The Philly Cheesesteak Thickburger has 930 calories (570 from fat), 63 grams of fat, 24 grams of saturated fat, 135 mg of cholesterol, 1750 mg of sodium, 52 grams of carbohydrates, 3 grams of fiber, 10 grams of sugars, and 41 grams of protein.

It sells for $3.99 by itself, or $5.79 for a small combo meal.

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Thursday, June 22, 2006

Char-marked fast food chicken

The June issue of Fast Company has a great article entitled "The Char Mark Conspiracy" that reveals how fast food grilled chicken breasts are really cooked.

American's, especially the health conscious ones, have gravitated towards the grilled chicken breast in recent years. Many health & diet groups extol its' virtues over beef. But the fast food grilled chicken is a little different than what we'd grill at home. Consider these examples:
  • Burger King's Tendergrill fillet contains added chicken fat and more than 30 other items.
  • McDonald's Grilled Chicken fillet has up to 20% "solution" by weight.
  • The chicken in Panera Bread's Chicken Salad Sandwich includes beef extract, for extra chicken-y goodness.
And actual grilling is expensive on a large, fast food, scale. As a result it is quite rare in the fast food industry. Most chicken is 'grilled' with jets of hot air. This convection cooking, as opposed to actual grilling over an open flame, provides the highest "yield," retaining the marinade and maximizing the weight of the final product.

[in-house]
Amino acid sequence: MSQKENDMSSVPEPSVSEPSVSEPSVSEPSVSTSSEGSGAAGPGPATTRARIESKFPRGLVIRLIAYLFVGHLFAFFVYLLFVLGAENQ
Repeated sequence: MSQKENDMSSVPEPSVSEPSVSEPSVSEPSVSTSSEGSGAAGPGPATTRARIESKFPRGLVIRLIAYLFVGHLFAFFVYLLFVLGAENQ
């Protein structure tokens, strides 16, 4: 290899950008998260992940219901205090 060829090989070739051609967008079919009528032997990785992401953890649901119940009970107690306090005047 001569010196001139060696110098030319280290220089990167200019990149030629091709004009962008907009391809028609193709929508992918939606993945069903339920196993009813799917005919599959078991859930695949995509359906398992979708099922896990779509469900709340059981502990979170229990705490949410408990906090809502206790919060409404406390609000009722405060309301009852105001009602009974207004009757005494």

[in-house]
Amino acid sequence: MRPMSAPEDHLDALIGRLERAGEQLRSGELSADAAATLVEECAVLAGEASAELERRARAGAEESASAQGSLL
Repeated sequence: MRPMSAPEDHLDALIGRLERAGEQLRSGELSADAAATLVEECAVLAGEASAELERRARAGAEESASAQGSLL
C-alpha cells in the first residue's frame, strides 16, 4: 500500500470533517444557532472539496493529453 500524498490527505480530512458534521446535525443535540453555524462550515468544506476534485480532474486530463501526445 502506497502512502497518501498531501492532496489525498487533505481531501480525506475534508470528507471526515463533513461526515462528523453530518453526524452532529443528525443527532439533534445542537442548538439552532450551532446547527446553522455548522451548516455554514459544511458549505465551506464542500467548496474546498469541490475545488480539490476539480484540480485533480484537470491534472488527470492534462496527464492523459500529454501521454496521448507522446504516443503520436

Subsequently, something must be done to 'brand' the chicken so that it at least looks like it has been grilled:
To create the "appearance that the product may have been cooked on a backyard grill," the newly baked chicken fillets are often branded with "char marks," explains Jan Gaydos, director of marketing at FMC FoodTech, a manufacturer of industrial cooking equipment. The company's CM-40 II Charmarker uses red-hot branding wheels to burn grill marks onto the surface of chicken breasts as they emerge from the oven.
The photo above, from FMC's website, shows the work of the CM-40 II Charmarker.

This is reminiscent of, but not quite as scary as, the fake ribs in a McRib patty!

The chicken for 9 of the top 10 fast food restaurants is char-marked by Pilgrim's Pride. The only major fast food chain that actually grills chicken is Chik-fil-a, for their Chargrilled Chicken Sandwich.


Proposal to limit fast food in New York

In a fast-paced town like NY you expect (and indeed find) fast food virtually everywhere. Now a Gotham city councilman is proposing to cut back and put a cap on the number of fast food eateries.

Councilman Joel Rivera wants to prevent fast food joints from taking over and suggested that they may contribute to obesity rates. More than half of adult New Yorkers are overweight or obese.

As Mitchell Moss, professor of urban policy and planning at New York University, points out, "In a city like New York, where everybody is on the run, it's very hard to single out what is and isn't fast food." (AP)

And clearly New Yorkers can't think for themselves, so the city council needs to do it for them. Right?

Wednesday, June 21, 2006

Arby's launches new web site

Arby's has (finally) upgraded their web site. The new site reinforces Arby's "I'm thinking..." ad campaign. There's a constant stream of various characters moving across the top of the screen and when you put your mouse over them you can see what Arby's item they're 'thinking' about.

Unfortunately there is no way to turn off the annoying and repetitive sound effects on the opening page of the new site. I can't keep the site open in another window while I write this because it's just too damn annoying!

The middle section of the main page has links to standard fast food site sections: nutrition information, restaurant location finder, sweepstakes entry, and franchising information.